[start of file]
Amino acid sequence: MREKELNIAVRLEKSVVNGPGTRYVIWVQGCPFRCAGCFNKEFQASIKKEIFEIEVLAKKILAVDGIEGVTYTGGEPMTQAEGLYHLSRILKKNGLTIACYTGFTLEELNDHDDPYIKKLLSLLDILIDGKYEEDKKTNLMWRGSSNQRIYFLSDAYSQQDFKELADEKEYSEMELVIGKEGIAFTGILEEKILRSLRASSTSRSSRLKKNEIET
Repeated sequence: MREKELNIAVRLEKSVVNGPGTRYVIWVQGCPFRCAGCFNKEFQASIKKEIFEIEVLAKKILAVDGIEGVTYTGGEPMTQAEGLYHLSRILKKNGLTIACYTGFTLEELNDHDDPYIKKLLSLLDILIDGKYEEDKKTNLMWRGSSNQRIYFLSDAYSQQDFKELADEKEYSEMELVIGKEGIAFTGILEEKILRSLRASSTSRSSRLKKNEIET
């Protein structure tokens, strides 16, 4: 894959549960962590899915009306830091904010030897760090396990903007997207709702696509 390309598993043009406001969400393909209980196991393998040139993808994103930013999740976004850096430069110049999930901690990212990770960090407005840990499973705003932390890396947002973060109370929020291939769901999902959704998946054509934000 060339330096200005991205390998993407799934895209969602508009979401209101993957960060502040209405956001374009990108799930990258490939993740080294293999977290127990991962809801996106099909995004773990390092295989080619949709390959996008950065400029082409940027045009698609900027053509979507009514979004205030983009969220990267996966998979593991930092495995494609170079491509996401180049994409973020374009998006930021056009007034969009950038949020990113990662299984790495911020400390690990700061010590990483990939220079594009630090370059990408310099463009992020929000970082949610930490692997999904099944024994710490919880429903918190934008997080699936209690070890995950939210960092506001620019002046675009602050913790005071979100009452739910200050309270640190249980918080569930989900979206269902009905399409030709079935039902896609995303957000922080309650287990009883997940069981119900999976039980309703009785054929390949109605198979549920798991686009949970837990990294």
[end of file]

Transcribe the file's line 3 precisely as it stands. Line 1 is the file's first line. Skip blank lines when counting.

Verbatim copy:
């Protein structure tokens, strides 16, 4: 894959549960962590899915009306830091904010030897760090396990903007997207709702696509 390309598993043009406001969400393909209980196991393998040139993808994103930013999740976004850096430069110049999930901690990212990770960090407005840990499973705003932390890396947002973060109370929020291939769901999902959704998946054509934000 060339330096200005991205390998993407799934895209969602508009979401209101993957960060502040209405956001374009990108799930990258490939993740080294293999977290127990991962809801996106099909995004773990390092295989080619949709390959996008950065400029082409940027045009698609900027053509979507009514979004205030983009969220990267996966998979593991930092495995494609170079491509996401180049994409973020374009998006930021056009007034969009950038949020990113990662299984790495911020400390690990700061010590990483990939220079594009630090370059990408310099463009992020929000970082949610930490692997999904099944024994710490919880429903918190934008997080699936209690070890995950939210960092506001620019002046675009602050913790005071979100009452739910200050309270640190249980918080569930989900979206269902009905399409030709079935039902896609995303957000922080309650287990009883997940069981119900999976039980309703009785054929390949109605198979549920798991686009949970837990990294």